There’s no question that the Obama Administration was slow to get on top of the BP Oil Disaster. But not because President Obama didn’t show enough emotion or anger—a lame line pushed by too many pundits—or because this crisis has hijacked his legislative agenda (which it hasn’t—yet).
Where Obama screwed up was in ceding the lead in the recovery effort to an oil company—a private corporation that was never going to see protecting the public interest as its top priority. That decision was a blown call akin to umpire Jim Joyce’s denying Detroit Tigers pitcher Armando Galarraga a perfect game in the final out of the ninth–only with far more severe consequences, obviously.
Indeed given BP’s ugly record of environmental, safety, and antitrust abuses, entrusting them with this cleanup was like outsourcing human rights policy to Dick Cheney. But the problem is greater than just BP, as Michael Klare writes in The Nation, it’s “a corporate culture that favors productivity and profit over safety and environmental protection.”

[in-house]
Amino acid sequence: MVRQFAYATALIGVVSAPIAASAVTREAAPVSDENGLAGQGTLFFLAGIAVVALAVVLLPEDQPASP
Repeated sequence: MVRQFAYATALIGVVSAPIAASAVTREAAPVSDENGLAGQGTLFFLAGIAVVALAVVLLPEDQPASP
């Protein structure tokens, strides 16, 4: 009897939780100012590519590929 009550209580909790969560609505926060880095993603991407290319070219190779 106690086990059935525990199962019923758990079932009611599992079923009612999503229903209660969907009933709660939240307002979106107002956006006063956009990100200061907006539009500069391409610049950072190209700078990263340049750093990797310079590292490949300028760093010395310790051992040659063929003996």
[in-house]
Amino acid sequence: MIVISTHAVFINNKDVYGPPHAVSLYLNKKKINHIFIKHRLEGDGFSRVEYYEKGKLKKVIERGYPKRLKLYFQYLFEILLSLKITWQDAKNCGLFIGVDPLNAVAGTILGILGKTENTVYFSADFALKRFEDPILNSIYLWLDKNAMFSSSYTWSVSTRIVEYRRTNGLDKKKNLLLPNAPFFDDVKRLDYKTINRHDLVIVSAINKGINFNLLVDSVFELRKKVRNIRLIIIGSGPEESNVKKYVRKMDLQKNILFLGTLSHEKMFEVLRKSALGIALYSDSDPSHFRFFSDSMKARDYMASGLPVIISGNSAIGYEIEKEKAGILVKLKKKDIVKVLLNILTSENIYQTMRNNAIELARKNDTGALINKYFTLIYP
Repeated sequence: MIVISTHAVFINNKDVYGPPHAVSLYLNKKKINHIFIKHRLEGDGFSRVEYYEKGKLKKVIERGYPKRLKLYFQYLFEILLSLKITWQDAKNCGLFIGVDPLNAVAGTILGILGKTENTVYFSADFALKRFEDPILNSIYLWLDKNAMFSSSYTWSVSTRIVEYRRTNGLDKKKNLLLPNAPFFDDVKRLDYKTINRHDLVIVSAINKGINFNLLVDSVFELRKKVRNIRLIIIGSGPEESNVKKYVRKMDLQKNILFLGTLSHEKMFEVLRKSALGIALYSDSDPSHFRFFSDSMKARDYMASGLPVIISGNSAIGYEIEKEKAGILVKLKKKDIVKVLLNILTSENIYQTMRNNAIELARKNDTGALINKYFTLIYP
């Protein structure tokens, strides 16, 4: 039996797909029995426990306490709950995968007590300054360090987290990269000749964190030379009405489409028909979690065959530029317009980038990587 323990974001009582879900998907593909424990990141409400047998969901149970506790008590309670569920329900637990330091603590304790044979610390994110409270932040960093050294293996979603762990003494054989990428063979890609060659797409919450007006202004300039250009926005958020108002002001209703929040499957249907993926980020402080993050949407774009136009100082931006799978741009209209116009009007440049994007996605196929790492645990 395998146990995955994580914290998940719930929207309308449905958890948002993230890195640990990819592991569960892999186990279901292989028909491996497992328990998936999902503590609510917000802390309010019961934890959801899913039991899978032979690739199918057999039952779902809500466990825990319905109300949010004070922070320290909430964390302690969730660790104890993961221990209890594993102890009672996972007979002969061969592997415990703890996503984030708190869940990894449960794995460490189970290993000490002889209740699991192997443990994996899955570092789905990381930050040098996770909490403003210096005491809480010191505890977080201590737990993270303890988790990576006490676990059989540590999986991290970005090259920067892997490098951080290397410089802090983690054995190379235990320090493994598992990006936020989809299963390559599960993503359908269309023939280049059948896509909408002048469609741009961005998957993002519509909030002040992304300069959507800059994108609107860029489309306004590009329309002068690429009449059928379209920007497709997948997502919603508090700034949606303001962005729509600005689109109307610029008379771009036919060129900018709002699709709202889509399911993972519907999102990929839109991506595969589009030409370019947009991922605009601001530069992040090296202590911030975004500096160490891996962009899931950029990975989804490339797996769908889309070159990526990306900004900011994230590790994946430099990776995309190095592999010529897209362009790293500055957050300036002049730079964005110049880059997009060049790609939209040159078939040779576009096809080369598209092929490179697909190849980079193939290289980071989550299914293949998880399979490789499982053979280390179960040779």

There are signs in these last few days that the Administration now gets it. President Obama seems to have a new sense of urgency—and action. There’s a movement to begin criminal and civil investigations. The President has started to make the case for a more active and less corrupt government, and ending tax breaks for oil and gas companies. (He should also end all Big Oil and Gas subsidies so that more governmental resources are available for R&D in renewable energy technologies.) His call to raise fuel efficiency standards for cars and trucks to 35.5 miles per gallon by 2016, and to work on higher standards for 2017, is a step toward ending our addiction to oil.
He also seems to better understand the bigger picture—that there was a systems breakdown that led to this disaster and now must be fixed. Regulations didn’t keep pace with the risks posed by deepwater drilling; and drilling technology outpaced advances in safety equipment (if it’s too deep to fix, it’s too deep to drill). Obama has the capacity to take on that corroded system. Breaking up Mineral Management Services into three parts is a start, but much more needs to be done if we’re to avoid these disasters in the future.